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The Irish Way: Becoming American in the Multiethnic City (Penguin History of American Life) Hardcover – March 1, 2012


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Editorial Reviews

Review

“Richly detailed, often fascinating . . . a very absorbing work of social history.” — The Wall Street Journal

"A fast-paced tour." — The Boston Globe

The Irish Way will be of high interest to anyone who cherishes the old industrial cities of America and, of course, the Irish story.” — The Pittsburgh Post-Gazette

“Barrett has written an excellent, bottom-up survey of the Irish experience over the past two centuries . . . he is most successful in describing the Americanization of policemen, teachers, nuns, and even gang leaders. This is a superior ethnic study that will have value for both scholars and general readers.” — Booklist

“Portraying colorful characters like New York reformer politician boss Timothy Sullivan and showing how the blending of African-American and Irish dance resulted in tap dancing, Barrett gives us an authoritative, fact-filled analysis.” — Publishers Weekly --This text refers to the Paperback edition.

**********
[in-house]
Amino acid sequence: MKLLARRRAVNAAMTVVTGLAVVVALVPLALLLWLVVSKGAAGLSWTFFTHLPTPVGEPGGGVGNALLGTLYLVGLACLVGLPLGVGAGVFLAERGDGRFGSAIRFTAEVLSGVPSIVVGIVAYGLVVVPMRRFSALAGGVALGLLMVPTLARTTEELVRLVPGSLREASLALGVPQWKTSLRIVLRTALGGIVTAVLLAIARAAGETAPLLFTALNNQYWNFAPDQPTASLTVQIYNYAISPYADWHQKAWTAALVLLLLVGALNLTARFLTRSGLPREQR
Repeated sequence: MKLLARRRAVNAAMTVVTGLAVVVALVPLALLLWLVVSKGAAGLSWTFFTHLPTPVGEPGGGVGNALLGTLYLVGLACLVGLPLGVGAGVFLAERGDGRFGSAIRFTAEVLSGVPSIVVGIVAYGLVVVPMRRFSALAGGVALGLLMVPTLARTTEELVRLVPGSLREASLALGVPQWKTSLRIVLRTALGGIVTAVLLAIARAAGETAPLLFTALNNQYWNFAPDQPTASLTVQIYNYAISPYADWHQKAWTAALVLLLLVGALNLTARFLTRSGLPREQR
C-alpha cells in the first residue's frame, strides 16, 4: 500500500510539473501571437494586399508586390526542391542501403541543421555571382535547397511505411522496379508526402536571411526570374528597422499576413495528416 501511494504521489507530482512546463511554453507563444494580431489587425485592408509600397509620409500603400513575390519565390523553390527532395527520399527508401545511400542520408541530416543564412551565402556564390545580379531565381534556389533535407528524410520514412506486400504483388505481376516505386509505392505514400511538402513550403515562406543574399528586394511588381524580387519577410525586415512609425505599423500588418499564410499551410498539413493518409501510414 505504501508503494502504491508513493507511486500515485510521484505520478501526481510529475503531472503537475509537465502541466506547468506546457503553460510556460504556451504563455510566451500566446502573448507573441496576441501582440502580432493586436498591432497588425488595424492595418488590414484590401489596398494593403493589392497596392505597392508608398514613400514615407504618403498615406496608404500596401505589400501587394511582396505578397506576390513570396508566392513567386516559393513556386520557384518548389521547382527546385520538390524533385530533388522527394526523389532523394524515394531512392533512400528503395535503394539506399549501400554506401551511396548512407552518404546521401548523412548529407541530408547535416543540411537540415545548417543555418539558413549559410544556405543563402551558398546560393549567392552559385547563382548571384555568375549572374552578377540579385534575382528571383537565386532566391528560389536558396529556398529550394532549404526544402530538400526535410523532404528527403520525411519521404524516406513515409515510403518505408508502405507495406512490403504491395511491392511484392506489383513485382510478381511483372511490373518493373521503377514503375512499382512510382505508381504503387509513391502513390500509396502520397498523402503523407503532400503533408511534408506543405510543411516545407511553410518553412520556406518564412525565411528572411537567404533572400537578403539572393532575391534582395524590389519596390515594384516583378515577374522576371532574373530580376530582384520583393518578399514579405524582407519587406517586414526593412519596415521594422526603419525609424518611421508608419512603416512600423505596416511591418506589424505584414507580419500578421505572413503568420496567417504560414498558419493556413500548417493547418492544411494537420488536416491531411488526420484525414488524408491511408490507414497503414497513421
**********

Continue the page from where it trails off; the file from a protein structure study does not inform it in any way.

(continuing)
About the Author

James R. Barrett is a professor of history and African American studies at the University of Illinois at Urbana-Champaign. He is the author of William Z. Foster and the Tragedy of American Radicalism.
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Product Details

  • Series: Penguin History of American Life
  • Hardcover: 400 pages
  • Publisher: Penguin Press HC, The; First Edition, First Printing edition (March 1, 2012)
  • Language: English
  • ISBN-10: 1594203253
  • ISBN-13: 978-1594203251
  • Product Dimensions: 6.5 x 1.3 x 9.6 inches
  • Shipping Weight: 1.4 pounds
  • Average Customer Review: 4.0 out of 5 stars  See all reviews (12 customer reviews)
  • Amazon Best Sellers Rank: #942,895 in Books (See Top 100 in Books)